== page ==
Of course, this works for adults too. Many adults have tried dieting for weight loss. They may have tried many different diets, and believe they have tried everything. But have they tried to control their cravings and drive to eat by balancing their gut bacteria? Eating fewer calories, mainly by reducing fat, may mean that they are still eating food that the sugar-loving microbes want. Those sugar-loving microbes may still be a significant driver for the craving and drive to eat. It takes an incredible amount of willpower to overcome these cravings, and the cravings get stronger until you finally give in, and fall off your low-calorie diet. You may see some ice-cream, and eat the whole tub. The most important trick to losing weight is to find the diet for you, that kills the cravings! Balancing gut microbes is a key component of that.

There’s also evidence that altering bacteria in the gut can influence body mass index and obesity]. This effect can be unrelated to diet. Studies in mice have shown weight gain differences despite the mice having identical diets, but very different gut bacteria [link].

 

Gut bacteria and the Autistic brain


Most parents with a child on the spectrum, are told that their child was born with a permanent brain disorder. We, as many of you, may have questioned this, as there was no sign of any issues in the early years. In our case, our son lost skills that he did have when he was younger. We were still told, however, that we must have imagined it, as Autism is from birth, and your son has Autism (yes, I love deep thinking). Note, that this opinion was formed after no direct brain testing. There were no brain scans to find any permanent damage carried out. There were no diagnostic pathology tests to attempt to understand any neurotransmitter imbalance. Just the standard Psychology, OT and Speech assessments were done.

Our brain function is affected by things other than the physical structure. Brain function is influenced by things such as neurotransmitters, inflammation and oxidative stress. The treatment of many brain disorders is with medicines that affect neurotransmitters, and their effect on neurotransmitters are the reason for their success. In autism, it isn’t standard to test for any indication of neurotransmitter imbalance, let alone inflammation, oxidative stress or structural issues.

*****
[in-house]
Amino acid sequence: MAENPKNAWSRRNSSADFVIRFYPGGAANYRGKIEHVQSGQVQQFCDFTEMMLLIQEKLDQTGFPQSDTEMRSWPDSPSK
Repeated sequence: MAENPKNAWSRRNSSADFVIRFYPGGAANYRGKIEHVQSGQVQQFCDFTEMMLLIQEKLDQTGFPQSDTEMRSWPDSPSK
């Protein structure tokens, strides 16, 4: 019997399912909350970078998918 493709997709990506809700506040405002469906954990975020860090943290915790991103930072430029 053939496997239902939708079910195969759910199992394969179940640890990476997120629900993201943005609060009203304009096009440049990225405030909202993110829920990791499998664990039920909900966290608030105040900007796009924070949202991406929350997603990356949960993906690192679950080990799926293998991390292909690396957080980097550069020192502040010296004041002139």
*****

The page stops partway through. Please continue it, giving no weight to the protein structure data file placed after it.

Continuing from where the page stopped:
If a baby is born with a compromised gut ecosystem, and their colon cannot produce certain chemicals, including neurotransmitters, there is a natural workaround. The workaround is breast milk. Breast milk contains many of the nutrients that the baby requires, even in cases whereby the baby doesn’t have the bacteria to produce the nutrients. The baby may develop normally until the introduction of formula, or they are weaned off breast milk. Once they no longer are fed breast milk, the child relies on their colon to produce various nutrients and neurotransmitters (and their precursors), as we all do. If they were unable to repair their gut ecosystem in time for this change, they could start to develop problems.

Similarly, the gut imbalance can occur a little later in their development. The imbalance may often be due to antibiotics. In today’s world, it common for both parents to work. There is, as a result, a need to reduce our children’s number of sick days. We can’t afford to be regularly home, and away from work, looking after our sick children. This tends to mean more antibiotics. We ask for help from our doctors sooner than our parents did. When the imbalance comes later, in a different developmental stage, various symptoms can arise. Often the resulting diagnosis is ADHD if the imbalance occurs around school age.

The gut environment and microbes affect brain development by producing various nutrients and proteins, including neurotransmitters and brain-derived neurotrophic factor (BDNF, which promotes brain growth and development. Yes the brain can grow and restructure). An association has been shown between the gut and various mental conditions including Autism spectrum disorders, depression and anxiety [link]. In cases of brain-related disorders, it’s crucial to consider interventions relating to gut health.

When considering gut health for the brain, it’s important to look at all the general gut health principles future posts in this series.

The microbiome affects the brain via various mechanisms including:
  • Proteins, lipopolysaccharides and other products produced by the microbes can produce inflammation throughout the body, including the central nervous system.
  • The microbes can produce neurotransmitters and hormones that are identical to those produced by our body.
  • Gut microbes produce SCFA’s that provide clean energy for cells, including brain cells.
  • Gut microbes stimulate the enteric nervous system (the nervous system of the gut, or the second brain) to send signals to the brain via the vagus nerve.

Although there are studies that show certain strains of bacteria produce certain proteins and neurotransmitters, we have to remember that they work in communities. It’s not enough to only promote the chosen few. We need to encourage a diverse community of wanted microbes. One food may require various strains of bacteria to contribute to its’ proper digestion. For example, strain A may break down a fibre partially, allowing strain B to access elements of the food that it would not be able to if strain A wasn’t there to start the process of digestion.

So what does all of this mean? It means that if heal and you look after your gut, you have better health. You will require less nutritional supplements and medicines to improve your health. You will have an enhanced immune system and feel more energetic while feeling calmer and happier.